An important question that I think is raised by the testimony so far in the Proposition 8 trial is: “Is any of this relevant?” For instance, the perceptions of plaintiffs that they are marginalized in society because only opposite-sex couples can legally marry in California. Their point is helpful as a spur for defenders of traditional marriage and others to seek to be more kind and considerate of those whose experiences and opinions differ. It does not, however, seem to be legally significant.
Same too with the testimony meant to show that marriage has changed over time. Some of that is a little off-point since I don’t think there’s ever been a showing that marriage has had absolutely nothing to do with children or broader societal goals (the result plaintiffs argue for). It also does not seem to be legally significant. There’s certainly a place for history in constitutional law. There is Supreme Court precedent to the effect that a fundamental right is such only if deeply rooted in the history and tradition of the nation. The testimony in this trial doesn’t reach that point. I doubt anyone would dispute that some legal incidents of marriage have changed over time, but that hardly makes one more change (especially such a momentous one) constitutionally mandated.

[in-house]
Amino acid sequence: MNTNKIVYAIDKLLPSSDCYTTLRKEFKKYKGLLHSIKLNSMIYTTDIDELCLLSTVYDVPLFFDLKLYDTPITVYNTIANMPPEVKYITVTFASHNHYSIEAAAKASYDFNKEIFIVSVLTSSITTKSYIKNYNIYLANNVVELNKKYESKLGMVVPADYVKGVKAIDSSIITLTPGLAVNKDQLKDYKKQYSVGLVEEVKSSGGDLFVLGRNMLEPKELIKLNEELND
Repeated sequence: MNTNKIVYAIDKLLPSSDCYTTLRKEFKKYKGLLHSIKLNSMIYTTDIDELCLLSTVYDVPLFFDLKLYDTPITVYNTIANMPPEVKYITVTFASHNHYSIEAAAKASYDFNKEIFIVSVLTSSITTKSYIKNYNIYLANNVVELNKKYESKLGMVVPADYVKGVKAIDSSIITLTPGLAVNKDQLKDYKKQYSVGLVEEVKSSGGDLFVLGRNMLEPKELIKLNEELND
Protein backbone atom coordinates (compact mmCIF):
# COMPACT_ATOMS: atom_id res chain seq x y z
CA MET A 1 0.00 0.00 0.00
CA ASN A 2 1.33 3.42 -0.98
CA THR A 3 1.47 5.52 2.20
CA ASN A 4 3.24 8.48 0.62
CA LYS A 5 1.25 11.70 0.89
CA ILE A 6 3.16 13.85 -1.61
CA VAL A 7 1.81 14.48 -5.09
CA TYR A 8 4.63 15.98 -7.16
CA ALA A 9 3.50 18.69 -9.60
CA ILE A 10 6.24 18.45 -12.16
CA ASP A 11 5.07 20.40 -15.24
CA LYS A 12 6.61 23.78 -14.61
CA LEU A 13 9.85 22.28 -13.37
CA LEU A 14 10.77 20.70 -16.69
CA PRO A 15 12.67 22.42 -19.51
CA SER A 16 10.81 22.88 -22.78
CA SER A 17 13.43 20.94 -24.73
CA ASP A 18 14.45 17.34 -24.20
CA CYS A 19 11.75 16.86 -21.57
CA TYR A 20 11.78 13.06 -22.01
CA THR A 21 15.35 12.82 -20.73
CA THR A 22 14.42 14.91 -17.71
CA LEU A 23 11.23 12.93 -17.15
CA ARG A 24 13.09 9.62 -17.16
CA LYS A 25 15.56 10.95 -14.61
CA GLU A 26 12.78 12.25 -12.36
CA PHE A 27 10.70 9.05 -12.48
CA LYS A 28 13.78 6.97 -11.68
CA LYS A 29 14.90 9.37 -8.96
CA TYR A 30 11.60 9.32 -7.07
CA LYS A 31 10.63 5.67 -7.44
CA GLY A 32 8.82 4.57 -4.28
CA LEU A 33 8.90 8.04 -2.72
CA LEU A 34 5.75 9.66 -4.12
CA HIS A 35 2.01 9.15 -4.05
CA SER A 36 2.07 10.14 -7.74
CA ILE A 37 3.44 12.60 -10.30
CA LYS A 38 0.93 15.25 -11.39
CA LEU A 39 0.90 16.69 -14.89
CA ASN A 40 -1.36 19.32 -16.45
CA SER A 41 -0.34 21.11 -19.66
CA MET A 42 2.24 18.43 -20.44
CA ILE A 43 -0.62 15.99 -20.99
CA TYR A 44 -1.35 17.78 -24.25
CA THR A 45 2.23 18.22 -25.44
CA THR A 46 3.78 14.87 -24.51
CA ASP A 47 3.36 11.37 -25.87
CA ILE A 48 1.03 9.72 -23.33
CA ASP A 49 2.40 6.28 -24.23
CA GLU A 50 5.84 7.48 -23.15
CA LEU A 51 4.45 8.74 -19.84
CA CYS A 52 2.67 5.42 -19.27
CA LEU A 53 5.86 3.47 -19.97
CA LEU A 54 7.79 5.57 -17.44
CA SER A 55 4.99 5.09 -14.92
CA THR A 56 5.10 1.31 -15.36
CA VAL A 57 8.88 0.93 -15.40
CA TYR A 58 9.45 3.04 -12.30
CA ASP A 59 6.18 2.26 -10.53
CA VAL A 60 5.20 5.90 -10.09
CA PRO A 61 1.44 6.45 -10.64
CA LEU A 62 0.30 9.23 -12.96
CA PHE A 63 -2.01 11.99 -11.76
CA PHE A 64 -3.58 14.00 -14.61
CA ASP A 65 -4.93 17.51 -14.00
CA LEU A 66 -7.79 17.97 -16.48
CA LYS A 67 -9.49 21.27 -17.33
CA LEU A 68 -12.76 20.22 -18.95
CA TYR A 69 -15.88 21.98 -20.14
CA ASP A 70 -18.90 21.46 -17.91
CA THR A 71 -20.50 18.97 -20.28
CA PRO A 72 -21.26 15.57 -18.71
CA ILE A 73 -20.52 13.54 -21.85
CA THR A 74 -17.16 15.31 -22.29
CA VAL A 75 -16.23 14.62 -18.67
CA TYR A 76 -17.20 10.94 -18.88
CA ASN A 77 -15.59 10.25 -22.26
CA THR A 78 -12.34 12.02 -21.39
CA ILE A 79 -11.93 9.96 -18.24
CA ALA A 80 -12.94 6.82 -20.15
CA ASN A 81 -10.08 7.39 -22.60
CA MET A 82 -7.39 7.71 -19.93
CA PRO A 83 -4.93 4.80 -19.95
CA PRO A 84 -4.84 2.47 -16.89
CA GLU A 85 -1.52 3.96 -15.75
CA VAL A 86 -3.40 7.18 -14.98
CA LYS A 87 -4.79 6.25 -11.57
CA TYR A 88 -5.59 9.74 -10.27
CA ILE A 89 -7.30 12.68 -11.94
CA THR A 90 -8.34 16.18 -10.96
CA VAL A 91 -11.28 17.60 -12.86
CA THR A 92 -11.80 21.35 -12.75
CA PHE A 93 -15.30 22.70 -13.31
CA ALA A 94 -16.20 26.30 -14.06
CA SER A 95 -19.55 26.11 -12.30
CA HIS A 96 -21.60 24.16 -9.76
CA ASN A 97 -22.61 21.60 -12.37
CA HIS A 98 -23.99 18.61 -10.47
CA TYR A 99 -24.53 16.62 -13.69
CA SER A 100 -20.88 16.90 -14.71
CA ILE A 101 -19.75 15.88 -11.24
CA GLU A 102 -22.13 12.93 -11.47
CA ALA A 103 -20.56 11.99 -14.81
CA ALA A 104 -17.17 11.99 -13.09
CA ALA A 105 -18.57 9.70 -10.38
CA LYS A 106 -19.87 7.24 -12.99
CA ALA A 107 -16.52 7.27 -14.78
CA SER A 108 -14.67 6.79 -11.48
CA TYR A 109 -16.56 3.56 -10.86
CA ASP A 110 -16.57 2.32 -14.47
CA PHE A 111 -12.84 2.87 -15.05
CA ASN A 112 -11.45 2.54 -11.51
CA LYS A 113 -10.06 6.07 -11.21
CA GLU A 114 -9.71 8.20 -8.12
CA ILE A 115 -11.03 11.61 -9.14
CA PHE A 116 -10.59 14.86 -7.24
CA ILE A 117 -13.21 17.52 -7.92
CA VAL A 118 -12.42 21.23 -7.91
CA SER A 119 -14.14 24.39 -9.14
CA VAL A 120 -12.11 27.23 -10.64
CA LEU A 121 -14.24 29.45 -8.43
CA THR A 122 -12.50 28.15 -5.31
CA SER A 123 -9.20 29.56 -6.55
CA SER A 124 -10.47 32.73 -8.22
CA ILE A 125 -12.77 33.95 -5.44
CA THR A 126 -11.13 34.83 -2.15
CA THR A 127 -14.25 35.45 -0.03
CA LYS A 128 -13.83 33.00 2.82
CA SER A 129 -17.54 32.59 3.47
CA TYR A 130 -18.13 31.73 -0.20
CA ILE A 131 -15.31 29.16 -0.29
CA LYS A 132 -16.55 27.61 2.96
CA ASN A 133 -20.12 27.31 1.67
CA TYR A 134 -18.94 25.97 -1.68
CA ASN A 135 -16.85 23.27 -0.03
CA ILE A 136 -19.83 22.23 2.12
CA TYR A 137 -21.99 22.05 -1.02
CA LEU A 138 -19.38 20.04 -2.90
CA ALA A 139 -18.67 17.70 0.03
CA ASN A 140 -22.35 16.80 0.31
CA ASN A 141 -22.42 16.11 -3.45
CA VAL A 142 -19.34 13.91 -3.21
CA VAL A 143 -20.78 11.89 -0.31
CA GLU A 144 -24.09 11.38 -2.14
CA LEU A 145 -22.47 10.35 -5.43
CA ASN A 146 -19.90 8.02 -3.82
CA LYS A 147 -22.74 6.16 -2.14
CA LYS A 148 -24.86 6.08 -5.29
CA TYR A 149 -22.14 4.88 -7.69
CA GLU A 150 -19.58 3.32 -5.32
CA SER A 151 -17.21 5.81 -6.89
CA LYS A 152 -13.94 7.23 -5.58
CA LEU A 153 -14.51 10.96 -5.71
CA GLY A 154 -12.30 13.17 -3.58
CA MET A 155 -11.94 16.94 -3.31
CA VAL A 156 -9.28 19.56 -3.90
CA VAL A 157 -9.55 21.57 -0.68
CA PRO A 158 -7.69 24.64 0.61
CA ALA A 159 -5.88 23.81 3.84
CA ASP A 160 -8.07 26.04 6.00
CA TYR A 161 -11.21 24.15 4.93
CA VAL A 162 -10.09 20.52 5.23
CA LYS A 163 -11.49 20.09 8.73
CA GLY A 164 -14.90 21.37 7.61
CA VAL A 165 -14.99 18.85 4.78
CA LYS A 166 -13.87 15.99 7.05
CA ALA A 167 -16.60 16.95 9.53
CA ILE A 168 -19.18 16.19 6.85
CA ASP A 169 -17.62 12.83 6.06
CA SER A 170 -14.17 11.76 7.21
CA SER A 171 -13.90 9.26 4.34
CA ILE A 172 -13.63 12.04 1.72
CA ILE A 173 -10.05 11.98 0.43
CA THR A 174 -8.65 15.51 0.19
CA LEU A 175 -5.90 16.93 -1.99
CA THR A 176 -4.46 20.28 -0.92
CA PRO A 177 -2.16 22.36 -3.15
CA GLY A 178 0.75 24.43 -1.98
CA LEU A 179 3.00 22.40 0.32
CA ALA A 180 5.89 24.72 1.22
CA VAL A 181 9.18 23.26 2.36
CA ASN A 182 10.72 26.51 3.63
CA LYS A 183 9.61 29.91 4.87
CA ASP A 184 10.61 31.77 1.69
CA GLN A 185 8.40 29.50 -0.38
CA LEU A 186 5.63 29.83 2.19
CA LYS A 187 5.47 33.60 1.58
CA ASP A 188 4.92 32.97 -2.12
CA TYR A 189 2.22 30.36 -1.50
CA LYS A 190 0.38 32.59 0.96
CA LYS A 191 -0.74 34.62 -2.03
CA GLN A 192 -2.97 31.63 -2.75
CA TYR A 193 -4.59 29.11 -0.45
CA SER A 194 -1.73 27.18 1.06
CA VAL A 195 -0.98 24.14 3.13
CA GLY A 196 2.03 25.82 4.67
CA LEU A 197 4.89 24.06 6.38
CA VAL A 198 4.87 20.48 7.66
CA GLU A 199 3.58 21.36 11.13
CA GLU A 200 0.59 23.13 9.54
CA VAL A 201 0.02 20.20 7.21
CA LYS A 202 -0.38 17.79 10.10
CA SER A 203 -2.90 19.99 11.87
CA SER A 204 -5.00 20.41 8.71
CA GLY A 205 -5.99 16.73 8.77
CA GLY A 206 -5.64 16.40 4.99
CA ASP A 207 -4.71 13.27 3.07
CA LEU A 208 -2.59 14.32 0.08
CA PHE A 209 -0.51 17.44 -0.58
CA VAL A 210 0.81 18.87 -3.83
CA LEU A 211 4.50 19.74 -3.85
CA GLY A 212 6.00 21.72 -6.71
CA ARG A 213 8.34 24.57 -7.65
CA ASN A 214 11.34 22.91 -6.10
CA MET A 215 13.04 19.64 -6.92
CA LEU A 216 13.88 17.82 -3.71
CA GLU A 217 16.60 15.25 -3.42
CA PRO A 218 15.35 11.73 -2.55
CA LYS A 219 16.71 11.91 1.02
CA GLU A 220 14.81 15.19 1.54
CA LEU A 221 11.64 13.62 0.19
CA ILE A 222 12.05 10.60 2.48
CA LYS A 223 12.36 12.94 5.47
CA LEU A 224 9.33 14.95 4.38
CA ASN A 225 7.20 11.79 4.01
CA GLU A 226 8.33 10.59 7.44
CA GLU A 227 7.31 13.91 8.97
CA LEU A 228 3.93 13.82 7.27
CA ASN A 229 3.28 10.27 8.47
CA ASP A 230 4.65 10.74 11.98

The testimony highlighted today has to do with past perceptions of people who experience same-sex attraction. Is there some sort of affirmative-action policy that requires any mistreated group to get their policy preferences enacted by the judiciary? The cross examination has effectively demonstrated that past attitudes are changing. Why should the courts step in to give history a push in the “right” direction? Again, the testimony doesn’t make that clear.